Poppy England
England's Darren Bent wears a remembrance day arm band during a match against Spain at Wembley on 12 November 2011 Reuters

Theresa May has reignited her government's war of words with Fifa by branding the governing body's poppy ban as "utterly outrageous".

"Before they tell us what to do, [they] jolly well ought to sort their own house out," the British prime minister told MPs today (2 November).

The comments come as the Football Association (FA) attempt to get the ban lifted for the Armistice Day match between England and Scotland on 11 November.

Sports minister Tracey Crouch also weighed in on the debate ahead of the World Cup qualifier.

"Footballers representing home nations should, if they choose, be able to wear their poppies with pride to pay tribute to the bravery and sacrifice of servicemen and women killed in conflict and to help support the armed forces community," she said.

"To have our players compete with poppies on their shirts would be particularly poignant as we continue to commemorate the centenary of the First World War."

The row has broken out because teams are not allowed to carry political, religious or commercial messages on their shirts under Fifa regulations.

Labour have also urged football world governing body to drop the ban. Tom Watson, the party's deputy leader said: "Wearing a poppy should be a personal choice and it is not for Fifa or any other institution to decide whether England and Scotland players are permitted to wear one."

May's remarks came during this week's Prime Minister's Questions ( PMQs), which saw her challenged by Jeremy Corbyn over the benefits system.

Corbyn warns of benefit cuts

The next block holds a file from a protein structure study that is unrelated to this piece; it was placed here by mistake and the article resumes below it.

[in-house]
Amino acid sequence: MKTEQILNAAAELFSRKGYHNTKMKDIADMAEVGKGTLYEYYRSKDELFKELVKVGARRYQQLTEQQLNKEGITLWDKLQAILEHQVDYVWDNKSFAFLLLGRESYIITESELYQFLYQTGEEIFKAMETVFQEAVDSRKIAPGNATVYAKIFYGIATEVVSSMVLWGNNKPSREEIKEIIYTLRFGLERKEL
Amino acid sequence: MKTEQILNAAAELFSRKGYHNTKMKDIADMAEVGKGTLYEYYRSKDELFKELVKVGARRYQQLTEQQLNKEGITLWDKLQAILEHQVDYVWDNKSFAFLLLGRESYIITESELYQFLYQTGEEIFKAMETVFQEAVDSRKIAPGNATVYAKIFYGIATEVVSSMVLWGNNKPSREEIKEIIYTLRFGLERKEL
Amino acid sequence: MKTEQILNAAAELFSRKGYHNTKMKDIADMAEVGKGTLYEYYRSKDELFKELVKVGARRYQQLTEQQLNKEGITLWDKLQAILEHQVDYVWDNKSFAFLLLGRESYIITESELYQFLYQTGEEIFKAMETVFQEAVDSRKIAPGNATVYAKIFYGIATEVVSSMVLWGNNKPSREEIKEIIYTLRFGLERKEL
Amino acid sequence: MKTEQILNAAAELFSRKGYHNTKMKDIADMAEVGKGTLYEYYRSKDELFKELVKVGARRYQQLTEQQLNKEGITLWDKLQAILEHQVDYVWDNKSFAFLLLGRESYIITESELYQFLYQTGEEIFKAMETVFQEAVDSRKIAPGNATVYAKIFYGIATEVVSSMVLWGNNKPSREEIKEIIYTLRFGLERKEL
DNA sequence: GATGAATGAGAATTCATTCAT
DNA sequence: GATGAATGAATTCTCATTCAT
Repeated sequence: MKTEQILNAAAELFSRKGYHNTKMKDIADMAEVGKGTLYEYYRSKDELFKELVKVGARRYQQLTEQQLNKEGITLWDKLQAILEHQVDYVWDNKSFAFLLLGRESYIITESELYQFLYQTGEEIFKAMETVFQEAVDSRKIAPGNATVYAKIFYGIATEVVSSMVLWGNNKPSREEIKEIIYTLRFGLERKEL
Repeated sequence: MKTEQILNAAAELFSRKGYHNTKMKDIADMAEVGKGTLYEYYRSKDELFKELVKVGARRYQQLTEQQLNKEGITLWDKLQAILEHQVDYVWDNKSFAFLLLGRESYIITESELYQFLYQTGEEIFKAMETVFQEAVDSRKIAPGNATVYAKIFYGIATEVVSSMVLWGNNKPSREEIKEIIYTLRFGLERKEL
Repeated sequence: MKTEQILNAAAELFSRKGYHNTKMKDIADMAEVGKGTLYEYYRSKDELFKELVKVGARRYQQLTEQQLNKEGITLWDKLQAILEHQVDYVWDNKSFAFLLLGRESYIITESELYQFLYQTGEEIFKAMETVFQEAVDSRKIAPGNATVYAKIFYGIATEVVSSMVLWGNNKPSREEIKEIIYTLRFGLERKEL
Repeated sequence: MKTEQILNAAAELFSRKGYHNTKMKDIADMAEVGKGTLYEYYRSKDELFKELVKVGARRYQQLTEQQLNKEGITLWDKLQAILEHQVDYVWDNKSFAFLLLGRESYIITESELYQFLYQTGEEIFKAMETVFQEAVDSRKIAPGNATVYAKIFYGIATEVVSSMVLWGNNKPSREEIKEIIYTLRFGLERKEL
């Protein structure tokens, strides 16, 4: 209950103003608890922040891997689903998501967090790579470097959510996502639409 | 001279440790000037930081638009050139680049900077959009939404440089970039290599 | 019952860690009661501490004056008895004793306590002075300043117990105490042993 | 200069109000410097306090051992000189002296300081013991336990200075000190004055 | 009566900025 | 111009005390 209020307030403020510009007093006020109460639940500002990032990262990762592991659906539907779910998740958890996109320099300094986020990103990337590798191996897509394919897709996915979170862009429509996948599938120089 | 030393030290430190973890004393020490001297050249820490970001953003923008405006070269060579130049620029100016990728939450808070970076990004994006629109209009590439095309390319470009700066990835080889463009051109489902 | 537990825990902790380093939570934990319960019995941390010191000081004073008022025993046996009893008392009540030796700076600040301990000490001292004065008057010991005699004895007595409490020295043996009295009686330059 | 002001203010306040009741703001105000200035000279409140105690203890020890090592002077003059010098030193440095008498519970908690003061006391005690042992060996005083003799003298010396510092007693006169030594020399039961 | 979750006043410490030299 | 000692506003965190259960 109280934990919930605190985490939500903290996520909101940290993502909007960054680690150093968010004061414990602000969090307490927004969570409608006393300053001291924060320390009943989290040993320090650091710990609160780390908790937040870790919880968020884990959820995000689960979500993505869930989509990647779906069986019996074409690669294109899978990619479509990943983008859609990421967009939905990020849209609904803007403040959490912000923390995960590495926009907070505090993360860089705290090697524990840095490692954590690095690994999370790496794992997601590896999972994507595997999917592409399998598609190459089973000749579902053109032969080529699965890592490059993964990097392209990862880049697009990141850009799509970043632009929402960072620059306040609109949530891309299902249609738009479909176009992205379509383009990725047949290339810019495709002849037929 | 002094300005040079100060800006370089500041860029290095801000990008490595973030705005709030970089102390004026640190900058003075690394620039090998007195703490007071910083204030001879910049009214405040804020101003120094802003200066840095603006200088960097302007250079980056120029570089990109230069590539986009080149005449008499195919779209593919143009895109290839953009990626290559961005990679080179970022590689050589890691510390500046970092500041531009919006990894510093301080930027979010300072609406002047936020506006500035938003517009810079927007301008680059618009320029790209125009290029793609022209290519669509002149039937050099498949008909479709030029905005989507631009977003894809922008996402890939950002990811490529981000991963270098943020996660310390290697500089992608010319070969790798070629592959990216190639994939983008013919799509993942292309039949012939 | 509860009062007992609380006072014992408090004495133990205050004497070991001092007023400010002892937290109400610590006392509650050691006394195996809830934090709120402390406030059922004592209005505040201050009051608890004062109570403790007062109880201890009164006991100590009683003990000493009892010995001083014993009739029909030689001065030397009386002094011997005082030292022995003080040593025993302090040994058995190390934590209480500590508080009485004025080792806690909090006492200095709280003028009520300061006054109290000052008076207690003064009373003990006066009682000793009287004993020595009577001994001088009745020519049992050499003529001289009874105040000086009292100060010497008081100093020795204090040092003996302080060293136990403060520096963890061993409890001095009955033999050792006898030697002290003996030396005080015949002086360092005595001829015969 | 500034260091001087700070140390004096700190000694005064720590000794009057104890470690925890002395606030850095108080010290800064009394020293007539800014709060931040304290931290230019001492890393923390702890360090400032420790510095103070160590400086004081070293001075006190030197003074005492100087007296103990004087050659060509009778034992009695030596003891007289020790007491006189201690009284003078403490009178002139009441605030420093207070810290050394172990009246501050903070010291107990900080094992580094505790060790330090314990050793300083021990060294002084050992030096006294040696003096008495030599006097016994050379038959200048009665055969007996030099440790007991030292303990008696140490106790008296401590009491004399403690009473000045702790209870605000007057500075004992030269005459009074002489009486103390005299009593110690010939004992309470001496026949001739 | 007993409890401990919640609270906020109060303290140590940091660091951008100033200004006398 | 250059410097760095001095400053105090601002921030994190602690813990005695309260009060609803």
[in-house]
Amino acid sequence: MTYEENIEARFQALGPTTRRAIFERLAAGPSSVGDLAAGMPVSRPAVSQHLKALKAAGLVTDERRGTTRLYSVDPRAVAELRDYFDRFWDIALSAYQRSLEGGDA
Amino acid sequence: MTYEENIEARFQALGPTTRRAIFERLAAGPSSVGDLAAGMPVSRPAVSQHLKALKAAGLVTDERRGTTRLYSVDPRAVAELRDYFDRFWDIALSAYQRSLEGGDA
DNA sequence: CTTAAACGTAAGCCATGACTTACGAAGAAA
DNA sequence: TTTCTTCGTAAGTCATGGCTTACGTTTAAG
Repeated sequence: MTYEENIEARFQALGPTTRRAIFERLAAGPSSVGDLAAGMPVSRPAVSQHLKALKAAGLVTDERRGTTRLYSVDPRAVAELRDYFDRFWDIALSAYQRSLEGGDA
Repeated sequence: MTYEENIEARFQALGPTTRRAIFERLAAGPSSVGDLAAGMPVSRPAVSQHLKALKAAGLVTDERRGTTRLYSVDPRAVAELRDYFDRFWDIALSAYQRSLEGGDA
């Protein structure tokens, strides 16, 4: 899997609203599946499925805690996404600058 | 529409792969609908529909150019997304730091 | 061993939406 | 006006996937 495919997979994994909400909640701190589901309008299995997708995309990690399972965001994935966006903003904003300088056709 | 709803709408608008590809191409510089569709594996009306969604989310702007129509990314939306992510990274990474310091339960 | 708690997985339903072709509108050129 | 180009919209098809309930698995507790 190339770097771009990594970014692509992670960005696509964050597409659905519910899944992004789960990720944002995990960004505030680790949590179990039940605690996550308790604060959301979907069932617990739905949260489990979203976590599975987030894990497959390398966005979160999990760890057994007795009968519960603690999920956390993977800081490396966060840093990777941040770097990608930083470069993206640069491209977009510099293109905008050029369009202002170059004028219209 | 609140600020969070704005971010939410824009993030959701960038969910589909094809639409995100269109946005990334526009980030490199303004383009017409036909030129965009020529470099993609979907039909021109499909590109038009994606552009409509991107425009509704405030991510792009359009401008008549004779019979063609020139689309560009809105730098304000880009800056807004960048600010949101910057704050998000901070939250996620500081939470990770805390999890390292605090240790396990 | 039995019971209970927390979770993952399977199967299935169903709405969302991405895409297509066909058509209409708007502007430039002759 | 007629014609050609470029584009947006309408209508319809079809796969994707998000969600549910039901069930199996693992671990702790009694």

British Prime Minister Theresa May and Labour leader Jeremy Corbyn clashed over benefits system Getty Images, Reuters

The Labour leader warned more than three million families will be £1,000 ($1,232) a year worse off because of cuts to Universal Credit, the government's flagship welfare system.

He also urged the Conservative premier to watch Ken Loach's I, Daniel Blake, an award-winning film which raises concerns about the UK's benefits system.

May hit back by claiming Corbyn was out of touch with traditional Labour voters over the issue.

"Of course it's important that in our welfare system we ensure that those who need the support that the state is giving them through that benefit system are able to access that, but it is also important in our system that those who are paying for it feel the system is fair to them as well," she argued.

"That is right, that is why we need to have work capability assessments, it's why we need to have sanctions in our system.

"Now, the Right Honourable gentleman has a view that there should be no assessments, no sanctions and unlimited welfare. I have to say to him that the Labour Party is drifting away from the views of Labour voters. It's this party that understands working class people."